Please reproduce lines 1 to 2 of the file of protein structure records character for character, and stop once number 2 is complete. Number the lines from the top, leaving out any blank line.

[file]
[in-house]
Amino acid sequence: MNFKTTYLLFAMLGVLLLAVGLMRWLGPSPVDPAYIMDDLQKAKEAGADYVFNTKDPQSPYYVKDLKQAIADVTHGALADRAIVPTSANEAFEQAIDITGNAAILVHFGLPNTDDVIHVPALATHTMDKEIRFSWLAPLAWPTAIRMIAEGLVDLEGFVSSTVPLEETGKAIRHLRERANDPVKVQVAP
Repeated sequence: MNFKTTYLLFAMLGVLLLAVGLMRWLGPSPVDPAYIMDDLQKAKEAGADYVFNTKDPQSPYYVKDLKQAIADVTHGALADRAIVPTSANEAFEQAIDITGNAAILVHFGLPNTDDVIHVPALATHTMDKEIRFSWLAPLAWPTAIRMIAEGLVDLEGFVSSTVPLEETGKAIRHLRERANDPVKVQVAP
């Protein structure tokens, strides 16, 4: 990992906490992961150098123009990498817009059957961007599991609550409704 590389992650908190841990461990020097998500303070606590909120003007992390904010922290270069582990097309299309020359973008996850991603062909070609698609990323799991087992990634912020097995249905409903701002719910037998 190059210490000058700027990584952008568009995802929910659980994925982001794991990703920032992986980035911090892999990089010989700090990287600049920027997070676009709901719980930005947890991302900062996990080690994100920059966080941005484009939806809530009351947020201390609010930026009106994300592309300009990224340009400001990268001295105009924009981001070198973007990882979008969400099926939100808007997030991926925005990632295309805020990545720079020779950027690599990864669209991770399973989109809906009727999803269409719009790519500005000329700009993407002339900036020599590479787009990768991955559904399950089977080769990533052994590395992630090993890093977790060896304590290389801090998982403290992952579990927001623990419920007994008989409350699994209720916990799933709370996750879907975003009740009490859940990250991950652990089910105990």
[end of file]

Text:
[in-house]
Amino acid sequence: MNFKTTYLLFAMLGVLLLAVGLMRWLGPSPVDPAYIMDDLQKAKEAGADYVFNTKDPQSPYYVKDLKQAIADVTHGALADRAIVPTSANEAFEQAIDITGNAAILVHFGLPNTDDVIHVPALATHTMDKEIRFSWLAPLAWPTAIRMIAEGLVDLEGFVSSTVPLEETGKAIRHLRERANDPVKVQVAP